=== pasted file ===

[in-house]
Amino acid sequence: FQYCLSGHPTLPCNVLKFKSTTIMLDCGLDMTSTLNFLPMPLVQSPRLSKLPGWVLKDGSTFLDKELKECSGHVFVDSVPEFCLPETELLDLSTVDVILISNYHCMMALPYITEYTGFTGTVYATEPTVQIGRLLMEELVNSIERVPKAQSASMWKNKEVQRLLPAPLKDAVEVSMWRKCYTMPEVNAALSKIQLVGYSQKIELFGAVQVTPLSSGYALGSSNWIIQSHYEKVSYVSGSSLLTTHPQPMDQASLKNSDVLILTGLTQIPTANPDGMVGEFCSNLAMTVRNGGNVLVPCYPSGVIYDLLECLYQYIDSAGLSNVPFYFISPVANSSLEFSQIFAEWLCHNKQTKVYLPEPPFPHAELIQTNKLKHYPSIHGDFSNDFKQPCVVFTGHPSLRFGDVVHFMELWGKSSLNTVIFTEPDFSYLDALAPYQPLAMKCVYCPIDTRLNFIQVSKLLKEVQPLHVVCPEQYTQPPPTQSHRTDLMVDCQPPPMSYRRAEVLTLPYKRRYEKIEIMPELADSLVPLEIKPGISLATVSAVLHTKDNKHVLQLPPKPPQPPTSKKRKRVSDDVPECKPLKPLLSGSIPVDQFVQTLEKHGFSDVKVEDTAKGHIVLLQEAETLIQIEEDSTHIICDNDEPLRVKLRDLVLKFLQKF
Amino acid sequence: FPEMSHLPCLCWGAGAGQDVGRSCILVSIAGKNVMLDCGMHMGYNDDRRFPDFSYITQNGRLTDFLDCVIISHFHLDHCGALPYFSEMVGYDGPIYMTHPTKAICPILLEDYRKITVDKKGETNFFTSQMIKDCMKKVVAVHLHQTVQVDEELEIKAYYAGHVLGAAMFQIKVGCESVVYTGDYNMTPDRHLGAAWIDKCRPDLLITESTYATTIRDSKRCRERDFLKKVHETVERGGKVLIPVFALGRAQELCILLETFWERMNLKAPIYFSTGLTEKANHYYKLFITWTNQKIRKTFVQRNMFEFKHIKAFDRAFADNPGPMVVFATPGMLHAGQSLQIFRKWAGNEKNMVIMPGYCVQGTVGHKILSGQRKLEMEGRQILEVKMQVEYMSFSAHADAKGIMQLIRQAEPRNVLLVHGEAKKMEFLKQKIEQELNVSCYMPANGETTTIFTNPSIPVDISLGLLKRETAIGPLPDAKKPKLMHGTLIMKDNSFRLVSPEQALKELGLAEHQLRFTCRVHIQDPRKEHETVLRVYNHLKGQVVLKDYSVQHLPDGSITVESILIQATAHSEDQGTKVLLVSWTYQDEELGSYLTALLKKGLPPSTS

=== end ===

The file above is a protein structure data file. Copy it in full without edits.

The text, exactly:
[in-house]
Amino acid sequence: FQYCLSGHPTLPCNVLKFKSTTIMLDCGLDMTSTLNFLPMPLVQSPRLSKLPGWVLKDGSTFLDKELKECSGHVFVDSVPEFCLPETELLDLSTVDVILISNYHCMMALPYITEYTGFTGTVYATEPTVQIGRLLMEELVNSIERVPKAQSASMWKNKEVQRLLPAPLKDAVEVSMWRKCYTMPEVNAALSKIQLVGYSQKIELFGAVQVTPLSSGYALGSSNWIIQSHYEKVSYVSGSSLLTTHPQPMDQASLKNSDVLILTGLTQIPTANPDGMVGEFCSNLAMTVRNGGNVLVPCYPSGVIYDLLECLYQYIDSAGLSNVPFYFISPVANSSLEFSQIFAEWLCHNKQTKVYLPEPPFPHAELIQTNKLKHYPSIHGDFSNDFKQPCVVFTGHPSLRFGDVVHFMELWGKSSLNTVIFTEPDFSYLDALAPYQPLAMKCVYCPIDTRLNFIQVSKLLKEVQPLHVVCPEQYTQPPPTQSHRTDLMVDCQPPPMSYRRAEVLTLPYKRRYEKIEIMPELADSLVPLEIKPGISLATVSAVLHTKDNKHVLQLPPKPPQPPTSKKRKRVSDDVPECKPLKPLLSGSIPVDQFVQTLEKHGFSDVKVEDTAKGHIVLLQEAETLIQIEEDSTHIICDNDEPLRVKLRDLVLKFLQKF
Amino acid sequence: FPEMSHLPCLCWGAGAGQDVGRSCILVSIAGKNVMLDCGMHMGYNDDRRFPDFSYITQNGRLTDFLDCVIISHFHLDHCGALPYFSEMVGYDGPIYMTHPTKAICPILLEDYRKITVDKKGETNFFTSQMIKDCMKKVVAVHLHQTVQVDEELEIKAYYAGHVLGAAMFQIKVGCESVVYTGDYNMTPDRHLGAAWIDKCRPDLLITESTYATTIRDSKRCRERDFLKKVHETVERGGKVLIPVFALGRAQELCILLETFWERMNLKAPIYFSTGLTEKANHYYKLFITWTNQKIRKTFVQRNMFEFKHIKAFDRAFADNPGPMVVFATPGMLHAGQSLQIFRKWAGNEKNMVIMPGYCVQGTVGHKILSGQRKLEMEGRQILEVKMQVEYMSFSAHADAKGIMQLIRQAEPRNVLLVHGEAKKMEFLKQKIEQELNVSCYMPANGETTTIFTNPSIPVDISLGLLKRETAIGPLPDAKKPKLMHGTLIMKDNSFRLVSPEQALKELGLAEHQLRFTCRVHIQDPRKEHETVLRVYNHLKGQVVLKDYSVQHLPDGSITVESILIQATAHSEDQGTKVLLVSWTYQDEELGSYLTALLKKGLPPSTS